Unauthorized supervisor decided to “solve the problem himself”, caused accident – OHSA charges against company dismissed
An employer has beat occupational health and safety charges laid after its supervisor caused an explosion when he defied instructions and took it upon himself to use a torch to thaw ice that had accumulated in a culvert.
In a production meeting, the supervisor raised the issue of the ice accumulation in a culvert under the plant service road. He said he was worried that water would flow over the road and prevent access to a cooling tower at a power generation plant operated by the employer. The acting production manager told him not to address the problem because it would be a waste of time as the ice would melt on its own, and the road had not washed out in the six years that the production manager had worked there.
The supervisor defied instructions and used a “tiger torch” to try to melt the ice, placing the torch in the culvert. The torch went out and gas accumulated in the culvert. When another worker, directed by the supervisor, went to check on the torch, and tried to light the torch again, there was an explosion. The worker sustained burns to his face, hand, fingers and arm.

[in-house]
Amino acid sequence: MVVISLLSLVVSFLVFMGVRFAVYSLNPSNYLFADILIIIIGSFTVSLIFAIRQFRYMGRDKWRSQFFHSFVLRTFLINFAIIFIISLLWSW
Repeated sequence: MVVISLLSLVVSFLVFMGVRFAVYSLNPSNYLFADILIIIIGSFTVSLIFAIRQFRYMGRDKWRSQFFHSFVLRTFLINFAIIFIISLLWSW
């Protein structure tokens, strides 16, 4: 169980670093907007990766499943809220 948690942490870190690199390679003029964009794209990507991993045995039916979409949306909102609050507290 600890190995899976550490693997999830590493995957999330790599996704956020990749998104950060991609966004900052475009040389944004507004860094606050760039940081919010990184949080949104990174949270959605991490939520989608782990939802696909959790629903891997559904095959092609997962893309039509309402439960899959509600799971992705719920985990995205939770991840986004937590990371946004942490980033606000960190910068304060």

The employer was charged with four offences under Saskatchewan’s The Occupational Health and Safety Act including inadequate training.
The court decided that the supervisor and the injured worker had the training necessary in order to avoid the accident. The supervisor had attended a four-day “supervisory essentials” course. The court was satisfied that the company provided the supervisor with “everything he needed to know to prevent the accident”. Also, he had been told not to address the culvert task. Had he been directed to address it, he would have required a work order that would have led to the preparation of a safety and risk hazard form and an application for a hot work permit. Further, the employer could not reasonably have foreseen the supervisor’s use of the tiger torch or that he would enlist the other worker to assist him.
In conclusion, the court held that the company had taken reasonable care to ensure that the worker and supervisor were properly trained to avoid the accident. The charges were dismissed.
R v Saskatchewan Power Corporation, 2016 SKPC 2 (CanLII)